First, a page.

Openings and Closings: March 24 to March 30

Elizabeth Lanza Exhibitions

Large Fishing Barge Ashore by Hendrik Mesdag (1831–1915), 1869. Crocker Art Museum, Sacramento, California; gift of the Beekhuis Family Foundation.
Crocker Art Museum, Sacramento, California

We’re all familiar with the Romanticism that came out of 19th century Germany and France, and the art it inspired characterized by passion and drama. Dutch Romanticism of the era, on the other hand, took a different path and explored the realms of domestic warmth and beauty. The Crocker Art Museum will familiarize many with the Dutch iteration through an exhibition entitled Country, City, and Sea: Dutch Romantic and Hague School Paintings from the Beekhuis Gift. This divergent path was sparked by nostalgia for a time before mass industrialization, as well as for the artistic age of Rembrandt. The work that came out of the time paints a stunning image of a rapidly industrializing Netherlands and the countryside that surrounds it. While the Crocker Art Museum is currently closed, check here to get an exclusive look while we wait for the museum to open back up!

Judah and Tamar by Pieter Lastman (1583–1633), n.d. San Diego Museum of Art, California; gift of George C. Kenney II and Olga Kitsakos-Kenney.
San Diego Museum of Art, California

Speaking of Rembrandt, the San Diego Museum of Art is hosting an exhibition entitled Rembrandt and the Printmaking in the Netherlands. Closing next month, the exhibition features 20 etchings and engravings by Rembrandt, drawing from SDMA’s permanent collection as well as from the collection of the University of San Diego. The exhibition also boasts a masterpiece on loan from the Rijksmuseum: an oil self-portrait of Rembrandt’s from 1628 – made when the artist only 21 or 22. As this special artwork is only on view in the US until April 18, make sure to check here to plan your trip before the exhibition closes.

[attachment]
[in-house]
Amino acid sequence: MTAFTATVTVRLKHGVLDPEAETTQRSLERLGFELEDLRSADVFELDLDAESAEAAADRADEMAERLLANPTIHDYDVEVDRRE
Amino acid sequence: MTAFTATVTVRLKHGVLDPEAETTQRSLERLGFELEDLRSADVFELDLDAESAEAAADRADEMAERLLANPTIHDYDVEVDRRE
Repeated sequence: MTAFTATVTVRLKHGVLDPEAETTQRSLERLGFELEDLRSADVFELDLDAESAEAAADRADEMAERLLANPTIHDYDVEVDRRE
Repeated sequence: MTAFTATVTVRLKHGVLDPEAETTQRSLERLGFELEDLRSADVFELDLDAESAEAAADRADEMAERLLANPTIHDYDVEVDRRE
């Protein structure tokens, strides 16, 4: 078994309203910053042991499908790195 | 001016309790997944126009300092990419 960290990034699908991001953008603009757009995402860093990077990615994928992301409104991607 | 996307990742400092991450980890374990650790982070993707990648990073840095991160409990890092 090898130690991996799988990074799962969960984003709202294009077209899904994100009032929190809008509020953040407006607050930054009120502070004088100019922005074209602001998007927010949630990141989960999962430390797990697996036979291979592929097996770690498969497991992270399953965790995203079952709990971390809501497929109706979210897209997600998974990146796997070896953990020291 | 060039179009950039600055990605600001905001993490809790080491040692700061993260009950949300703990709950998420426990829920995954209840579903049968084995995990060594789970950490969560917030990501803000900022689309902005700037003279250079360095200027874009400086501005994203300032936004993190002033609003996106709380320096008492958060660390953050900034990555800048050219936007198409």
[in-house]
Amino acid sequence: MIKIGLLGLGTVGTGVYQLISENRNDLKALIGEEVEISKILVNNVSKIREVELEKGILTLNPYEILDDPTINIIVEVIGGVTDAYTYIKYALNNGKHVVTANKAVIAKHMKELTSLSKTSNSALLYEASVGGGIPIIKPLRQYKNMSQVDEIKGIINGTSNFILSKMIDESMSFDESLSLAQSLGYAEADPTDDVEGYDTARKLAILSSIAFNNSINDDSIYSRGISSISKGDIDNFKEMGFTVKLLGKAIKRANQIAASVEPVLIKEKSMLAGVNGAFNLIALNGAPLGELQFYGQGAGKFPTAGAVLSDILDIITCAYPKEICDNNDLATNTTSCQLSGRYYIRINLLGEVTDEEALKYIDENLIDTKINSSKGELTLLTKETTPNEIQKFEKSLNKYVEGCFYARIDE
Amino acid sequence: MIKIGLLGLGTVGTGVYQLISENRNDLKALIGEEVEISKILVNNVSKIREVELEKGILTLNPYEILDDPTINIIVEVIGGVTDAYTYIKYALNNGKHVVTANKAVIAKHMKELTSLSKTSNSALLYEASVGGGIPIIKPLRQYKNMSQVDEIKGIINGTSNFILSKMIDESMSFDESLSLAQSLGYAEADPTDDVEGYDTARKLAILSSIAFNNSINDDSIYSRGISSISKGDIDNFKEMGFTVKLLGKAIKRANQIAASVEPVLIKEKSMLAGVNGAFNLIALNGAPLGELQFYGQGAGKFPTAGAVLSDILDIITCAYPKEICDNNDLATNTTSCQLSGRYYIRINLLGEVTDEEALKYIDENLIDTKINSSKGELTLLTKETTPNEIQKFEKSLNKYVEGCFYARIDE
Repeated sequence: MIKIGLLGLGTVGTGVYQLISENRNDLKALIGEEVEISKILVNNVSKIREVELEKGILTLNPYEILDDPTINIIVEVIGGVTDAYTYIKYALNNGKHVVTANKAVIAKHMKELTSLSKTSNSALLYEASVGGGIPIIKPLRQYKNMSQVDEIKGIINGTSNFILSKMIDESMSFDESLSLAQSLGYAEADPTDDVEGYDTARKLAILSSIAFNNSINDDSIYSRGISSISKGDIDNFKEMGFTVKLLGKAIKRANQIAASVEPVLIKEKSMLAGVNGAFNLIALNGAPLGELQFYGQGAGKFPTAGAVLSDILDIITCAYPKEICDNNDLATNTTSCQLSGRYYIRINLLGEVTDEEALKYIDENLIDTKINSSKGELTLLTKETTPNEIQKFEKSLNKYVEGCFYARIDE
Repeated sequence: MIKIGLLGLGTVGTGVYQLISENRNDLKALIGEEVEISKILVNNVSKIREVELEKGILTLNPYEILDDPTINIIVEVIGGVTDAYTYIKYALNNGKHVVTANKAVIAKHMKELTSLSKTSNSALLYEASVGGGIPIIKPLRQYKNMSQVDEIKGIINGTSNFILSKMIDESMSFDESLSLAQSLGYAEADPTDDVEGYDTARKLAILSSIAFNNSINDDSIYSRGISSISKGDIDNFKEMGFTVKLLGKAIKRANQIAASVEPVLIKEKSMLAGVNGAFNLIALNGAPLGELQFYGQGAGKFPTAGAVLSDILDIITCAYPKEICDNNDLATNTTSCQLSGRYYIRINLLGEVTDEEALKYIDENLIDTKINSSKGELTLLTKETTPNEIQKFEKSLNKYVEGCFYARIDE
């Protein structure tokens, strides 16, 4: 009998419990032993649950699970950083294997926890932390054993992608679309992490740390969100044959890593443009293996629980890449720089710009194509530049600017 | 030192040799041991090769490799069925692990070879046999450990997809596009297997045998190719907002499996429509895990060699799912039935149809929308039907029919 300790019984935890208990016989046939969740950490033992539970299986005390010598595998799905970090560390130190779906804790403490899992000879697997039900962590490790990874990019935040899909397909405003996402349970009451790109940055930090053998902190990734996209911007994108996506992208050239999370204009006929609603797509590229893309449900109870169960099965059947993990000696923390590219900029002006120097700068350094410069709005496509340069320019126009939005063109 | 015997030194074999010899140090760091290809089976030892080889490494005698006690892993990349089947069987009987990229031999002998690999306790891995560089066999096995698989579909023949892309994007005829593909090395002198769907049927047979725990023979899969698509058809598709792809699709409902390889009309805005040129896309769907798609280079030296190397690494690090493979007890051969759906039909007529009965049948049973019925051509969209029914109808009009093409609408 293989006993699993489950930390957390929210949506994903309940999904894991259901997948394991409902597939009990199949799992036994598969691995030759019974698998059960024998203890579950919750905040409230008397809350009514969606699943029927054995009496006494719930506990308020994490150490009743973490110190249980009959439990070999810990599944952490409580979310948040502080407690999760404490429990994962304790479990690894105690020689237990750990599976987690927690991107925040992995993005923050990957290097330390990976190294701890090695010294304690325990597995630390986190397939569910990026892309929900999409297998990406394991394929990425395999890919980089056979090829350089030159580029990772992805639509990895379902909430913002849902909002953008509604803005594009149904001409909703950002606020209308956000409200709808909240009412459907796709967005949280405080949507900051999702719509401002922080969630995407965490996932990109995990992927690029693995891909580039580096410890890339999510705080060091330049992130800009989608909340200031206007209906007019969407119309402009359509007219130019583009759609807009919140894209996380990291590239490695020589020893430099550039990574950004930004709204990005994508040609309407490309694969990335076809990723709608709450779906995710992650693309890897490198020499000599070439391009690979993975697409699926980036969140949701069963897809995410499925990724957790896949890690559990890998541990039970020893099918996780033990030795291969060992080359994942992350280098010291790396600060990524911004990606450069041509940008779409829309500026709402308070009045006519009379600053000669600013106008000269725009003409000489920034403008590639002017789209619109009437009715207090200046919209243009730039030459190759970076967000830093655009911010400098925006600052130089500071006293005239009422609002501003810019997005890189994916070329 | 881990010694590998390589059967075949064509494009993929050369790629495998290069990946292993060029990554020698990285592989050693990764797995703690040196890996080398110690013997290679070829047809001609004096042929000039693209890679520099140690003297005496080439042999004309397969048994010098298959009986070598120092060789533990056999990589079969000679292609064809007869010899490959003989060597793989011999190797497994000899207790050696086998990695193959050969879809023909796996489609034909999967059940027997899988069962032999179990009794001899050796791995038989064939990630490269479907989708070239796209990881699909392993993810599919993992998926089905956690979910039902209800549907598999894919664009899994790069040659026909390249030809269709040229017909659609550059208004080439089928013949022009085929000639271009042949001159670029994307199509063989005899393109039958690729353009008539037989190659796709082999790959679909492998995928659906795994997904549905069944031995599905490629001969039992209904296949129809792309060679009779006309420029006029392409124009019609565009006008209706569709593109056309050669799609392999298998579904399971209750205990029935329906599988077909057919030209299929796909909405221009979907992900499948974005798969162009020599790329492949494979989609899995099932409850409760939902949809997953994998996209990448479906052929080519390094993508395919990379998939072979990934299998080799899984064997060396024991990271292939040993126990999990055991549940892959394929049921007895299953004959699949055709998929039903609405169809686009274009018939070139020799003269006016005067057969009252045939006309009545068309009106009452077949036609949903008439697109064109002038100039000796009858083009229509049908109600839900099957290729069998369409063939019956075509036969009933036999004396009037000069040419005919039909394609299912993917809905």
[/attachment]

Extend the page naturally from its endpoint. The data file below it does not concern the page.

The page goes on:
Unidentified Civil War soldier ambrotype, c. 1861. Charleston Museum, South Carolina.
Charleston Museum, South Carolina

After a long winter, the Charleston Museum will be saying goodbye to the exhibition Portraits of the Lowcountry: Cased Images from the Archives in early April. After the exhibition closed prematurely due to the pandemic, we’ve all been given a second chance to see what all the fuss is about. The twice-risen exhibition features a selection of daguerreotypes, ambrotypes, and tintypes of individual and family portraits from the Lowcountry, all placed in gilded frames and some in cloth-lined cases. This exhibition offers a humanized glimpse into the past. Make sure to purchase your tickets ahead of time here.

Place de l’Opéra by Auguste Lepère (1849–1918), 1890. Montgomery Museum of Fine Arts, Alabama; gift of Eric Denker in honor of Margaret Lynne Ausfeld.
Montgomery Museum of Fine Arts, Alabama

Last month, the Montgomery Museum of Fine Arts opened the exhibition Revolution and Revival: 19th Century French Printmaking. While the exhibition features images that came from innovations in printmaking of the era, it also highlights works from the Etching Revival. The Etching Revival was a rebirth of traditional printmaking practices in 19th century France. The works produced during this revival were distinct from their mass-produced counterparts in their unique style. Putting the past, present, and future of printmaking in dialogue with each other, this show forms a conversation you won’t want to miss. So, check here to plan your trip in advance!